There is more to the story of Cider Riot! than just the sensational headlines: it’s an owner’s dream, features local flavors, and has established a reputation as a hub for community events and fundraising for progressive causes.

Cider Riot! is located on 8th Avenue & NE Couch Atreet in the busy Burnside Bridgehead area of Southeast Portland. It boasts a cozy open bar area with a variety of flavors on tap and a few rooms off to the side decorated in eclectic themes, much in the style of some McMenamins.

And right now, this piece of Portland’s modern history, is up for sale. 

According to Willamette Week, the going price for this high-profile location is “listed on Pro Brewer for $875,000”.  Officially the brewery is listed for sale at $700,00 and the Cider Riot! Name and intellectual property is an additional $175,000.

The owner, Abram Goldman-Armstrong, is hoping to garner a lot of interest from buyers who want to keep the Cider Riot! name and operation together and as-is. But also, from buyers who share similar views on human rights, suggesting that the “other investors may not feel comfortable selling to someone who does not believe in equal rights for all humans.”

Less than two blocks from the cidery’s busy location, and next to the popular Doug Fir Lounge, is volunteer-driven and community supported KBOO Radio. An episode of Free Culture Radio titled “Politics and the Public House“, which aired September 18th and is available online, featured Goldman-Armstrong.

He reminisced about growing up on a cider farm in Yamhill County, learning the process of extracting the precious juices from apples, and the importance of yeast selection in creating a successful cider.

Armstrong would love to find a buyer for the cidery who is as passionate about cider-making as he is; fantasizing about the possibility of staying on as a cider maker if the right person steps in.

The name Cider Riot! was dreamed up by Goldman-Armstrong to honor the 1763 revolt against a new tax on cider in England. The name also embraces both the magical flavors that cider can have as well as the challenges they inspire.

The cidery began in 2013 and expanded in 2016 to it’s current production-making capacity of up to 5,000 barrels of cider per year, although the owner says that he has “yet to see a year pass the 1,000 barrel mark”.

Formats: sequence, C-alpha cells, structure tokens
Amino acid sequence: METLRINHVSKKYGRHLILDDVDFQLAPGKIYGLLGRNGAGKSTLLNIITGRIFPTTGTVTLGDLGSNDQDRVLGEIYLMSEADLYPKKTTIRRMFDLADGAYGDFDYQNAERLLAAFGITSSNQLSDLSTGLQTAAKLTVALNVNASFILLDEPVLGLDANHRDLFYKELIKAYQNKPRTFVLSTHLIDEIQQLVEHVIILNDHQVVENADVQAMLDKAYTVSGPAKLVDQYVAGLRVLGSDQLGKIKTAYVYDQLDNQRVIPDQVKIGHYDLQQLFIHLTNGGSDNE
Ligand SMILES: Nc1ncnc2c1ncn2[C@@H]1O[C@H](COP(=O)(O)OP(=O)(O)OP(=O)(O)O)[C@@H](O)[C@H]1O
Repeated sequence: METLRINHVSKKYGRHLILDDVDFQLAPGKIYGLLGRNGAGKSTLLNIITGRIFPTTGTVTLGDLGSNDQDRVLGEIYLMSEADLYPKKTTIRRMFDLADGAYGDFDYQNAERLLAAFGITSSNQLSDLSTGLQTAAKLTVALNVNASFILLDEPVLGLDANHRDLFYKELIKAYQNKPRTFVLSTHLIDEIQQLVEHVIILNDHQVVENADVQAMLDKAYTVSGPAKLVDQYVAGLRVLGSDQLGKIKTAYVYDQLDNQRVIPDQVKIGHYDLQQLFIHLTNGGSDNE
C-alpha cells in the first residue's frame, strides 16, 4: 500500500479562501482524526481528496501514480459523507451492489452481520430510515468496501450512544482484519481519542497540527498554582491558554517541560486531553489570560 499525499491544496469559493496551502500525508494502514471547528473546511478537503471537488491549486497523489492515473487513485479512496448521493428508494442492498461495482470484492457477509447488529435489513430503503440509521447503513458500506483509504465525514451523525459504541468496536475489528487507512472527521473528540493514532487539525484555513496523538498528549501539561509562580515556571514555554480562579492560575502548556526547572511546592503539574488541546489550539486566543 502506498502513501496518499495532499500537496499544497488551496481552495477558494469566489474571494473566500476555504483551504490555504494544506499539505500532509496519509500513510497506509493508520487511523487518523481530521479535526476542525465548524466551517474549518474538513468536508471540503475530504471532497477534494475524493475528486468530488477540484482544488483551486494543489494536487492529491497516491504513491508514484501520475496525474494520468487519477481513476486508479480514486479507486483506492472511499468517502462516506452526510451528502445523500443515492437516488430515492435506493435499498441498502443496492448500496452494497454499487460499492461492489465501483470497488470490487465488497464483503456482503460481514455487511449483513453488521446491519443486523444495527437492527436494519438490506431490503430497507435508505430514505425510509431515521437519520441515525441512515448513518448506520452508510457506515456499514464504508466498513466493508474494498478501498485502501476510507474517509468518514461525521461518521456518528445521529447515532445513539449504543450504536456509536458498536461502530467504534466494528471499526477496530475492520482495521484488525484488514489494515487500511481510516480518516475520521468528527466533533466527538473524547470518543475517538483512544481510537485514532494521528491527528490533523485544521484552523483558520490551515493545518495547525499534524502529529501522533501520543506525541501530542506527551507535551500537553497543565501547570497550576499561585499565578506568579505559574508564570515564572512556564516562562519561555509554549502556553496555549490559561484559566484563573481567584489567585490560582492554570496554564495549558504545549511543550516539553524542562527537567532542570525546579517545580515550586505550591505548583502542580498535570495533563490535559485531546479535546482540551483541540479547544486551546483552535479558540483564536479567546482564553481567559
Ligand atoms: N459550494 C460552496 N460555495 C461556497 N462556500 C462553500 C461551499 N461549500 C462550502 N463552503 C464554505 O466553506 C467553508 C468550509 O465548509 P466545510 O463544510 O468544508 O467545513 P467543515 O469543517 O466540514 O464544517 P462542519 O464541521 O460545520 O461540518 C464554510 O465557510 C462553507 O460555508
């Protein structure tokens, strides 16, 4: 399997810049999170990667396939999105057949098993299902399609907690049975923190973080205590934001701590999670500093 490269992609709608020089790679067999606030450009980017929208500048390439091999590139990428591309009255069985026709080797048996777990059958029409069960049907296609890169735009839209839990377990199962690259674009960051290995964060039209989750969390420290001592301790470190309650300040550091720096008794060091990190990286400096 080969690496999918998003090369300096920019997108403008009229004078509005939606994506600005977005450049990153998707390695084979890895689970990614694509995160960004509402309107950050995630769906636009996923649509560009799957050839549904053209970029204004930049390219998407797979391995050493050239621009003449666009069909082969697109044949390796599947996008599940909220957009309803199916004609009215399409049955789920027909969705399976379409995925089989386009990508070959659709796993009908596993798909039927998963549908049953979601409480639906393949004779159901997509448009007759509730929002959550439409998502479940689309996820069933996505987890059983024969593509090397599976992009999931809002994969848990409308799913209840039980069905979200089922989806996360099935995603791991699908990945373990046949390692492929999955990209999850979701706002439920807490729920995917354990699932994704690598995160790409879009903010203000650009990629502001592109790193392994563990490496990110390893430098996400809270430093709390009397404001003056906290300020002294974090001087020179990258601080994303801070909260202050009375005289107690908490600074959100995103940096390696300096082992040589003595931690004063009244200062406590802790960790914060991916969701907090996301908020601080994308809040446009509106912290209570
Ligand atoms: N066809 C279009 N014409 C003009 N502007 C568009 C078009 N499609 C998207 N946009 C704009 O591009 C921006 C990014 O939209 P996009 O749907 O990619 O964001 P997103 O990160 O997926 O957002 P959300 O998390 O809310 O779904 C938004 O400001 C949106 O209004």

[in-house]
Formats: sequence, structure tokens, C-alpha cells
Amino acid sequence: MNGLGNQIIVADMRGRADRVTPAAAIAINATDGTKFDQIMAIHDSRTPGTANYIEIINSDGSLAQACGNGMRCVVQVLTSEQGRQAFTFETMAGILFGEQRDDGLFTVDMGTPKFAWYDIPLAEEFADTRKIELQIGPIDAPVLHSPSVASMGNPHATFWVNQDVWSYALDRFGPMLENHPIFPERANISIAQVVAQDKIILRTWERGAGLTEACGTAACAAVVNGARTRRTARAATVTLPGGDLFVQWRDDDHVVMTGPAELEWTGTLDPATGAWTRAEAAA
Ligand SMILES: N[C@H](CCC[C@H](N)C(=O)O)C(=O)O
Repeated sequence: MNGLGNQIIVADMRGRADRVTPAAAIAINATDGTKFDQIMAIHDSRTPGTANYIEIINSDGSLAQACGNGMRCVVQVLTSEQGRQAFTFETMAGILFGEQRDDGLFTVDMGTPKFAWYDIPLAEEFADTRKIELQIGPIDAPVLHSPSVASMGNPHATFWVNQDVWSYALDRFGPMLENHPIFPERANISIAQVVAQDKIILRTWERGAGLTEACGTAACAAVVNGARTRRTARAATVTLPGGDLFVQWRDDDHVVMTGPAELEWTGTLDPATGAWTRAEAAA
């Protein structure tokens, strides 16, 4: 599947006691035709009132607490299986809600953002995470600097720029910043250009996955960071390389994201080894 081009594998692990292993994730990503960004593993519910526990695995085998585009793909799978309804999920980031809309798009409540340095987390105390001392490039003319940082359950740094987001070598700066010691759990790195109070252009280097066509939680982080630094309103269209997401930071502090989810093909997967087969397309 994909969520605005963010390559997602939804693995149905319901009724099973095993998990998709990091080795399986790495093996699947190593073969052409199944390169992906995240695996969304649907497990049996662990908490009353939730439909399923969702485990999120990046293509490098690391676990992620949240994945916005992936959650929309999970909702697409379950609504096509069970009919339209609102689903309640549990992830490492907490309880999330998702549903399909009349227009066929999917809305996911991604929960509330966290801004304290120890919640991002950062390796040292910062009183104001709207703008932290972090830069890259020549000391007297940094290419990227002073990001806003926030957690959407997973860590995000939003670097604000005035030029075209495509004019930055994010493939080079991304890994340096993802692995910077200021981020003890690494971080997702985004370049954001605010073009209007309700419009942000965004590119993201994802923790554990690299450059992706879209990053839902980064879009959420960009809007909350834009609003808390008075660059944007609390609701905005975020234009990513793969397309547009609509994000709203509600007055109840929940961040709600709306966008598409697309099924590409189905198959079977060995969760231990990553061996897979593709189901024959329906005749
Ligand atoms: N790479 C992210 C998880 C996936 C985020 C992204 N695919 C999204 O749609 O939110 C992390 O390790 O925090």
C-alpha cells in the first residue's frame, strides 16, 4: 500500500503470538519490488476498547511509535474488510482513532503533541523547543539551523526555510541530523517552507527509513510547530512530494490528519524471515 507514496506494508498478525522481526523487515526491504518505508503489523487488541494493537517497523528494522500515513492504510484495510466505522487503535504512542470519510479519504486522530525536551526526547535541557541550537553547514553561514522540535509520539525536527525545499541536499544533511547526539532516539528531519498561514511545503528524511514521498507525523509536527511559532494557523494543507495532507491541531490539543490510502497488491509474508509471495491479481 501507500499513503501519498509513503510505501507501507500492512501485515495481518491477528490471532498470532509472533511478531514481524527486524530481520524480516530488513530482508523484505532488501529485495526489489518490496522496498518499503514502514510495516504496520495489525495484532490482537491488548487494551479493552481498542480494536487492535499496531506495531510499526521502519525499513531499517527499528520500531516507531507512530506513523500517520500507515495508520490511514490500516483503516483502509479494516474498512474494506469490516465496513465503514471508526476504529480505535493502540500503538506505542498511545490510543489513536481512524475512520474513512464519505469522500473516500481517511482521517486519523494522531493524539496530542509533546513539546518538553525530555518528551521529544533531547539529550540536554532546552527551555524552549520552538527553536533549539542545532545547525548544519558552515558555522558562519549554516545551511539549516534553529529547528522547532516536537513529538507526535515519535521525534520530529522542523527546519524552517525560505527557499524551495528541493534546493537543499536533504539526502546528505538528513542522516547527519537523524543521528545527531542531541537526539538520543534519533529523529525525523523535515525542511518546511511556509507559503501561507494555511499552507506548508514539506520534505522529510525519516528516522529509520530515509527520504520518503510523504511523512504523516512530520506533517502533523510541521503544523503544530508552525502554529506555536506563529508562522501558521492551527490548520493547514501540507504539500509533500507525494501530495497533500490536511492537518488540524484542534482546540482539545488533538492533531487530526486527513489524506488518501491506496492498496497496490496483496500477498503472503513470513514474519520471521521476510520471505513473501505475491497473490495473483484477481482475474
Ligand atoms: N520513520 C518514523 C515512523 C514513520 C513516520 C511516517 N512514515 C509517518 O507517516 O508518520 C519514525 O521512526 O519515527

Armstrong says he has been searching for investors on the ‘down-low’ for the past several years, in order to help increase production, distribution, and marketing, but hasn’t been able to yet discover any new viable options to keep the cidery productive for investors except for listing it for sale.

Some of the notable flavors from this cidery are:

  • Everyday semi-dry cider [6% ABV] –  available on-location on-tap and in cans at Plaid Pantries and many other stores.
  • Tres Flechas (or The Three Arrows) – The Cider Riot website states: “In solidarity with resistance to the MLS ban on the Iron Front symbol, Cider Riot! will be donating a portion of sales to Portland’s Immigrant and Refugee Community Organization.” The Iron Front symbol contains three arrows.
  • BurnCider [6.3% ABV] – 2014 Silver Medal winner of the Portland International Cider Cup. From the website: “Inspired by the pub draught ciders of the English West Country, Burncider blends Oregon-grown traditional English cider apples, tart wild apples and dessert apples from Hood River.”

Cider Riot has made recent headlines due to the incident with right-wing nationalist Joey Gibson, local leader of the Patriot Prayer. Gibson planned a brawl at the establishment, on May 1st, causing the owner to file a lawsuit against Gibson for inciting the spectacle. Video evidence entered into the lawsuit shows Gibson’s group planning to single out the location due to the concept that folks who hate anti-fascism sometimes go there.

Goldman-Armstrong has been fairly vocal about his personal beliefs regarding racist and fascist behavior, while also expressing that this politically charged drama around the May Day riot and ensuing lawsuit is not the factor motivating the sale of the Cidery. In a quote to the Mercury, Armstrong said, “The City of Portland’s permit office is more of a threat to business than a bunch of Nazi trolls.”

During the five-month-long wait to receive the permits for construction, Armstrong still had to pay the City $10,000 per month in space rental costs. Expenses incurred during such lengthy waits for permitting have added to the cidery’s inability to increase production and distribution over the past several years, creating a debt that was difficult to catch up on.

However, Abram Goldman-Armstrong remains hopeful. With the increasing popularity of local breweries using locally sourced ingredients becoming more mainstream than a trend, He believes there is a real future for whomever decides to purchase the Cider Riot! brewery and brand.


Lesley McLam is completing her second degree at Portland Community College, studying journalism and communications. She’s the proud mama of a beautiful 14-year-old black cat, and a volunteer anchor, copywriter, reporter, and occasional producer at KBOO community radio who is just beginning to learn about the world of podcasting.

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